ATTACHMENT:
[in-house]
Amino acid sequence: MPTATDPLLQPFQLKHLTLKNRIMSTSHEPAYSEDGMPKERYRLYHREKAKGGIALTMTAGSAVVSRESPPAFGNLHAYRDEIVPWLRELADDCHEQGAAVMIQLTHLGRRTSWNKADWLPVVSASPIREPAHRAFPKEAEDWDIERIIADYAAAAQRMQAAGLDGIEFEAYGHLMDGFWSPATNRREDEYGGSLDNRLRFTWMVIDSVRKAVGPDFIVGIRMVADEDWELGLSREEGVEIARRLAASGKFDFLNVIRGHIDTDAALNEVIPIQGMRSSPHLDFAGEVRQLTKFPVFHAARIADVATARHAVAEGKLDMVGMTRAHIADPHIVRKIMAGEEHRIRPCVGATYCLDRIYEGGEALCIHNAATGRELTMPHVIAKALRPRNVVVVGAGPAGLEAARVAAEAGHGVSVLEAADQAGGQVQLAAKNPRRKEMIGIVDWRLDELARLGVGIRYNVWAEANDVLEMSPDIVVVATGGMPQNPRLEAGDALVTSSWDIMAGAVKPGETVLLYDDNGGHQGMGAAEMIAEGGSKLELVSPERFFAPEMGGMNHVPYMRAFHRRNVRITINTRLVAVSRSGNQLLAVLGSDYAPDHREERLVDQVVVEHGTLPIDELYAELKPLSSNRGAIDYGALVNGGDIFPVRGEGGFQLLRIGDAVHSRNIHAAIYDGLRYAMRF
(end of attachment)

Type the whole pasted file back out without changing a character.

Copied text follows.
[in-house]
Amino acid sequence: MPTATDPLLQPFQLKHLTLKNRIMSTSHEPAYSEDGMPKERYRLYHREKAKGGIALTMTAGSAVVSRESPPAFGNLHAYRDEIVPWLRELADDCHEQGAAVMIQLTHLGRRTSWNKADWLPVVSASPIREPAHRAFPKEAEDWDIERIIADYAAAAQRMQAAGLDGIEFEAYGHLMDGFWSPATNRREDEYGGSLDNRLRFTWMVIDSVRKAVGPDFIVGIRMVADEDWELGLSREEGVEIARRLAASGKFDFLNVIRGHIDTDAALNEVIPIQGMRSSPHLDFAGEVRQLTKFPVFHAARIADVATARHAVAEGKLDMVGMTRAHIADPHIVRKIMAGEEHRIRPCVGATYCLDRIYEGGEALCIHNAATGRELTMPHVIAKALRPRNVVVVGAGPAGLEAARVAAEAGHGVSVLEAADQAGGQVQLAAKNPRRKEMIGIVDWRLDELARLGVGIRYNVWAEANDVLEMSPDIVVVATGGMPQNPRLEAGDALVTSSWDIMAGAVKPGETVLLYDDNGGHQGMGAAEMIAEGGSKLELVSPERFFAPEMGGMNHVPYMRAFHRRNVRITINTRLVAVSRSGNQLLAVLGSDYAPDHREERLVDQVVVEHGTLPIDELYAELKPLSSNRGAIDYGALVNGGDIFPVRGEGGFQLLRIGDAVHSRNIHAAIYDGLRYAMRF